Shares in aircraft manufacturers Airbus and Boeing lifted off on Tuesday, ahead of the expected settlement of a long-running trade dispute between the European Union and U.S. over state aid to the two groups.
The 17-year trade spat centres on state subsidies from the U.S. to Boeing and the EU to Airbus. Both companies, rivals, are jewels in the manufacturing crowns of the U.S. and Europe, respectively, with Airbus manufacturing taking place in the U.K., Germany, France, and Spain. The U.S. suspended tariffs on U.K. goods related to the dispute in March.
A formal announcement on the agreement is expected on Tuesday, after an accord was sought among EU member states on Monday, according to Bloomberg. A settlement also paves the way for lifting a cumulative $11.5 billion in tariffs between the U.S. and EU on each other’s exports.
The news met an upbeat day for markets in Europe as stocks traded at all-time highs.
The pan-European Stoxx 600
rose 0.3%, hitting a new record, while the FTSE 100
in London ticked up 0.3% after opening at the highest level since February 2020. In Paris, the CAC 40
lifted 0.5% while Frankfurt’s DAX
climbed 0.6%. Dow industrials futures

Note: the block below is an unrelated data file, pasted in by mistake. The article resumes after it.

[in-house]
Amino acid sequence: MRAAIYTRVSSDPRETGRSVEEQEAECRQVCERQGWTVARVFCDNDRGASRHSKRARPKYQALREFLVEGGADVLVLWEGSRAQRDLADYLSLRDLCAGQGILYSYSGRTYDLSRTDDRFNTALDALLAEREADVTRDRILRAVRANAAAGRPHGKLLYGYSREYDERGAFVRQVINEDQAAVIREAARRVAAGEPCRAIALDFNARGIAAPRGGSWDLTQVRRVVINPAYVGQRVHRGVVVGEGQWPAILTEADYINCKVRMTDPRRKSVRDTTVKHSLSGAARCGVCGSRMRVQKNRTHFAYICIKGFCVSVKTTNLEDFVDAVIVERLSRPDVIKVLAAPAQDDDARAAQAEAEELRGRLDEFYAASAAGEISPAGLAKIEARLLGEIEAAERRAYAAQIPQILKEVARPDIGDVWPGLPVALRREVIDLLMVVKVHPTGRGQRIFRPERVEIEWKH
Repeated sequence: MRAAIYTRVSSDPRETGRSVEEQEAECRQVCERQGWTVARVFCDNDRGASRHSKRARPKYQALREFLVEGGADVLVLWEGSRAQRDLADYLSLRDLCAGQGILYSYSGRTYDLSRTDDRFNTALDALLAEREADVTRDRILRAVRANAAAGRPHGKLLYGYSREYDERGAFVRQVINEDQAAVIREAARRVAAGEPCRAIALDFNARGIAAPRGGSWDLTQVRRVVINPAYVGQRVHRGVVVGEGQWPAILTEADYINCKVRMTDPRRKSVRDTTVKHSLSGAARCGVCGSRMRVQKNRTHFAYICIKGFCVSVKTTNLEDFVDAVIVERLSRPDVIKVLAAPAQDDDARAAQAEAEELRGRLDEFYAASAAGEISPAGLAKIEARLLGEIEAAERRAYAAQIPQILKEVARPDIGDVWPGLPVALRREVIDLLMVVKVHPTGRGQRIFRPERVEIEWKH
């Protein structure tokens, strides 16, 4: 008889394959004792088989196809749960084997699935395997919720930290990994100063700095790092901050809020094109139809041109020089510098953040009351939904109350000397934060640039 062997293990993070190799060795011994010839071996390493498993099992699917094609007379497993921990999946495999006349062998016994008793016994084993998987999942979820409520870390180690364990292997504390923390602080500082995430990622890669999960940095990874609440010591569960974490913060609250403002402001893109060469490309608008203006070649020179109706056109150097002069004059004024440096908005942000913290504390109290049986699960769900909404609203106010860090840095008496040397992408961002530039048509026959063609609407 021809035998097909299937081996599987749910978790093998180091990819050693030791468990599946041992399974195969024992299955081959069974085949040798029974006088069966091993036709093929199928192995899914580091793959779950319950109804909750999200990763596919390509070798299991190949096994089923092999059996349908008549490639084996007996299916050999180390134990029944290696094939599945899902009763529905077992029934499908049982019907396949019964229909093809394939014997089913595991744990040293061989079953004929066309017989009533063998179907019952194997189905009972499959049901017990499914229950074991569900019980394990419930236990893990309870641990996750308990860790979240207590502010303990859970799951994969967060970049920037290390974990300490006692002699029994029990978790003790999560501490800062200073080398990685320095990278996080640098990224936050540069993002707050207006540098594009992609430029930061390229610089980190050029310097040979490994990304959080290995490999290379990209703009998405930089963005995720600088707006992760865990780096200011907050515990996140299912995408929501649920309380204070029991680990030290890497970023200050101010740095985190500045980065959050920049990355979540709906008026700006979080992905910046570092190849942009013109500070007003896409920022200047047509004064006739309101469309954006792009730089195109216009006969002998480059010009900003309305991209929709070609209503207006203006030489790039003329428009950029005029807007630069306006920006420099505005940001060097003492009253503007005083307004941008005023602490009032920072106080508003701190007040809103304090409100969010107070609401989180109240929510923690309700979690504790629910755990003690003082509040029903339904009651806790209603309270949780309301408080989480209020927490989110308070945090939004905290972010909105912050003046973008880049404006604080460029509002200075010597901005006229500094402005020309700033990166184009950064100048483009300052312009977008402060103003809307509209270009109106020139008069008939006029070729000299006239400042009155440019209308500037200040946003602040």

were up around 40 points, set for a soft but positive open after the index fell 85 points on Monday to close at 34,393.
Analysts noted that stocks were looking for direction ahead of a key announcement on rates and stimulus from the Federal Open Market Committee of the U.S. Federal Reserve on Wednesday.
“Markets appear to be taking the line of least resistance, which is a slow incremental move higher with a ‘two steps forward and one step back’ approach, over the past week or so,” said Michael Hewson, an analyst at CMC Markets.
“Today’s European open looks set to play out in a similar fashion with a modestly positive open, with the main focus, apart from the FOMC conclusion tomorrow, on today’s U.K. unemployment numbers and U.S. retail sales and PPI [producer price index] for May.”
stock fell near 2%, after blowout second-quarter sales at the fashion retail giant fell short of expectations. Sales in local currency jumped 75% from March to the end of May compared with the same period in the year prior, to 46.51 billion Swedish kroner, which fell short of analysts’ expectations of SEK 48.09 billion. The company said that by June 13, 180 of its stores remained closed due to COVID-19 restrictions.
After rising as much as 1.5% higher, shares in Lufthansa
fell 0.5%, after the German airline announced its targets for 2024 late on Monday, including plans for a possible capital increase. Lufthansa said it would target an adjusted earnings before interest and taxes margin of 8% by 2024, up from 5.6% in 2019 and minus 40% in 2020.
Shares in EDF
the French multinational energy group, fell as much as 2% before settling 1% lower, after reports that one of its nuclear power plants in China could be experiencing a leak. EDF, which jointly owns the plant with the China General Nuclear Power Group, said on Monday that it was dealing with “performance” issue at the facility but that operations remained within safety guidelines.